Trump Impeachment Talk Started Before He Was Even Nominated
Months before Donald Trump was even nominated for president at the Republican National Convention, the possibility of impeaching President Trump was already being floated in political circles.
“‘Impeachment’ is already on the lips of pundits, newspaper editorials, constitutional scholars, and even a few members of Congress,” read an April 2016 Politico piece, titled, “Could Trump Be Impeached Shortly After He Takes Office?”
WaPo declared impeachment campaign started 19 minutes after President was sworn in
Impeachment is not new. It’s been going on for 2 years, 264 days. It started 19 minutes after President Trump was sworn into office. And some would even say it started well before he was inaugurated, that the machinations of Democrats, the media, and the “Deep State” operators like former FBI agent Peter Strzok had impeachment plans in the works before election day itself.
The “official” launch of House Democrats’ impeachment inquiry (though without a vote from the full House authorizing it, nothing is actually official) may have been two weeks ago, but the actual plans to bring about impeachment of President Trump started long ago. Everything from the Mueller investigation to incessant calls for his tax returns to considerations of invoking the 25th Amendment have all been part of the ongoing impeachment campaign.
Law-Abiding Citizens Have More Than 600 Million Firearms in America
According to Weapons Man, it is:
We believe that the correct number is much higher — somewhere between 412 and 660 million. You may wonder how we came to that number, so buckle up (and cringe, if you’re a math-phobe, although it never gets too theoretical): unlike most of the academics and reporters we linked above, we’re going to use publicly available data, and show our work.
What if we told you that one ATF computer system logged, by serial number, 252,000,000 unique firearms, and represented only those firearms manufactured, imported or sold by a relatively small number of the nation’s tens of thousands of Federal Firearms Licensees?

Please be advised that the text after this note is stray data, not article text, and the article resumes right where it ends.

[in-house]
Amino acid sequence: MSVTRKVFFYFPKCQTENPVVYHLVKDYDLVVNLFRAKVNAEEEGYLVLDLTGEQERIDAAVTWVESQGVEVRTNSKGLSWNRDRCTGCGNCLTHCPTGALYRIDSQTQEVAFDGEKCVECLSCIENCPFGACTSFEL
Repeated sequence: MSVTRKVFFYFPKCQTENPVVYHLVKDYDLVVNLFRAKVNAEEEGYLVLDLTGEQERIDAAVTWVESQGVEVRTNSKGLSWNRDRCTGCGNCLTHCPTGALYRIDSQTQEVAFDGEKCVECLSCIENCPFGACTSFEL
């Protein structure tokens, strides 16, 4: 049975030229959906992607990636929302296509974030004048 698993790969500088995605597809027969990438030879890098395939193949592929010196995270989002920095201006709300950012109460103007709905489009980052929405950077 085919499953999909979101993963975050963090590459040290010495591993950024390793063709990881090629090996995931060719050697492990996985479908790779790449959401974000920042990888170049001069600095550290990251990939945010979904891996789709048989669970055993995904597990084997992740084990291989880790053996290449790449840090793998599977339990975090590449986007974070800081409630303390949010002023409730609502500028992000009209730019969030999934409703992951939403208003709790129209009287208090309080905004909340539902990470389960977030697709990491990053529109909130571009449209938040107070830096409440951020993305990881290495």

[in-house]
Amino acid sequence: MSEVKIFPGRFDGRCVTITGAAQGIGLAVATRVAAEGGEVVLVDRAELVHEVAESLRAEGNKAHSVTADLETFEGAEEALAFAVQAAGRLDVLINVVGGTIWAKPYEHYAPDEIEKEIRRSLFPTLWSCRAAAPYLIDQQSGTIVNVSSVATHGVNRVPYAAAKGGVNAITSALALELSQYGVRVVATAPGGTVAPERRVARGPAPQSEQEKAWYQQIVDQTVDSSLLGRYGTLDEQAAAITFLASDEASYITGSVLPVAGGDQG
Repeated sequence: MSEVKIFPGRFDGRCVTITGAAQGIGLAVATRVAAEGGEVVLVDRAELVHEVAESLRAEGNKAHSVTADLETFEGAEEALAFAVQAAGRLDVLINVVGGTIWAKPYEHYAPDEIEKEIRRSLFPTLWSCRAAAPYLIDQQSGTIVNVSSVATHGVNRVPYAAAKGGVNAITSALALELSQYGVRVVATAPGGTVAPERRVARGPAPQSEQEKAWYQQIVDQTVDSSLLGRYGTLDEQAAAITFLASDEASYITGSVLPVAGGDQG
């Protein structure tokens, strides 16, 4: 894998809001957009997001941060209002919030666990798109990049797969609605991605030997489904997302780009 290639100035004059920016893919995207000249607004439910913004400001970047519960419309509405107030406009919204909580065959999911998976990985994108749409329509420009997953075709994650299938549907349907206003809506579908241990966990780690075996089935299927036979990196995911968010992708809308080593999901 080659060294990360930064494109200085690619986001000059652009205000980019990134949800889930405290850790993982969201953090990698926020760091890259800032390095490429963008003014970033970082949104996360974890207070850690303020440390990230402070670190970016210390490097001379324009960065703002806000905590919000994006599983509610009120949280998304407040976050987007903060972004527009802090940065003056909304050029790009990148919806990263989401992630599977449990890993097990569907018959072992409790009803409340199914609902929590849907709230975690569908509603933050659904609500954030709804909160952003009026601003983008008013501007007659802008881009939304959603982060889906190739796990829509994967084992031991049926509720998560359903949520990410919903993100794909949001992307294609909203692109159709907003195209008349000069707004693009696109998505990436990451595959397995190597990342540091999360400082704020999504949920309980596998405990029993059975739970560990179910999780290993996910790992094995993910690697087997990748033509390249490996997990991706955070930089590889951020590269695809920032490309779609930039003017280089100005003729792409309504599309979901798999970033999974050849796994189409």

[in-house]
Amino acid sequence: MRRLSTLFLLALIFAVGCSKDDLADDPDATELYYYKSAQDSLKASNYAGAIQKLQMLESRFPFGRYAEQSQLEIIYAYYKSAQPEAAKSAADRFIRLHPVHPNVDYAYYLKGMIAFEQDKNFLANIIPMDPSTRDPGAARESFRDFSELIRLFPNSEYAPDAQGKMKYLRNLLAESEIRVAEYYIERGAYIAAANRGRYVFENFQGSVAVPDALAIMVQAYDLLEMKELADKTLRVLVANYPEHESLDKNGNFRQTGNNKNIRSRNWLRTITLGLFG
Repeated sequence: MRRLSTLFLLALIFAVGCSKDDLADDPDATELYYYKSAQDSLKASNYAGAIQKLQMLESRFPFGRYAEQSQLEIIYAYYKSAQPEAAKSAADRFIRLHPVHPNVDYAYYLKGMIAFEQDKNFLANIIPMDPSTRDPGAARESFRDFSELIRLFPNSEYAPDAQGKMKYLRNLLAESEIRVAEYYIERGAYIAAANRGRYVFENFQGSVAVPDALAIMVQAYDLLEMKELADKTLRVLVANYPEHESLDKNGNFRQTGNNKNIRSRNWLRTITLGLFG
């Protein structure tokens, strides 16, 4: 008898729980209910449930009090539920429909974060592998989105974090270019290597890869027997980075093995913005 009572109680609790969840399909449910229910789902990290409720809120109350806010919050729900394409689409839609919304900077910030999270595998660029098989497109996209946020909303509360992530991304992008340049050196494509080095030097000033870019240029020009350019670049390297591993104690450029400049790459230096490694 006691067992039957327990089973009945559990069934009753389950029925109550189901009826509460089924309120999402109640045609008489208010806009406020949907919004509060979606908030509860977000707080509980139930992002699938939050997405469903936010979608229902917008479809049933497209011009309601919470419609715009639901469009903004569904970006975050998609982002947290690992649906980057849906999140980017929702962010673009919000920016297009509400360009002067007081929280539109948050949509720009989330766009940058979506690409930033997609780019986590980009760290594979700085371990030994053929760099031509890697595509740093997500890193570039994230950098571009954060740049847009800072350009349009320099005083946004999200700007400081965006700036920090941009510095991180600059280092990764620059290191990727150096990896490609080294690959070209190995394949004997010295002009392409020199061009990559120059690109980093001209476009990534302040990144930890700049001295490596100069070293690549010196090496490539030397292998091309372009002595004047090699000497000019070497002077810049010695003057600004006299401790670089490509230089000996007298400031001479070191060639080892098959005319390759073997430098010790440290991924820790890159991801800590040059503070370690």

Fact Sheet: Guns Save Lives
A. Guns save more lives than they take; prevent more injuries than they inflict
* Guns used 2.5 million times a year in self-defense. Law-abiding citizens use guns to defend themselves against criminals as many as 2.5 million times every year — or about 6,850 times a day.  This means that each year, firearms are used more than 80 times more often to protect the lives of honest citizens than to take lives. 
* Of the 2.5 million times citizens use their guns to defend themselves every year, the overwhelming majority merely brandish their gun or fire a warning shot to scare off their attackers. Less than 8% of the time, a citizen will kill or wound his/her attacker.
* As many as 200,000 women use a gun every year to defend themselves against sexual abuse.
* Even anti-gun Clinton researchers concede that guns are used 1.5 million times annually for self-defense. According to the Clinton Justice Department, there are as many as 1.5 million cases of self-defense every year. The National Institute of Justice published this figure in 1997 as part of “Guns in America” — a study which was authored by noted anti-gun criminologists Philip Cook and Jens Ludwig.
Sheriffs issue a call to arms: ‘Take advantage of your legal right to carry a firearm’
Sheriffs across the country have been calling their citizens “the first line of defense” against crime — a call to arms that some say is a new phenomenon following terrorist attacks at home and abroad.
A sheriff in Wisconsin wants “as many law-abiding citizens to arm themselves in this country as we can get.” One in New York state told people who are licensed to carry a gun to “please do so.” In Florida, one sheriff said: “I can tell you the probability of needing a firearm is remote, but it’s more important to have a gun in your hand than a cop on the phone.”
‘Lock Your Doors, Load Your Guns,’ Says KY Sheriff
A county sheriff in Kentucky may be in for some interesting times and a good deal of publicity for telling a fiscal court meeting that his agency is owed a $75,000 payment from the court, so he temporarily suspended law enforcement services and posted a message to his constituents via social media.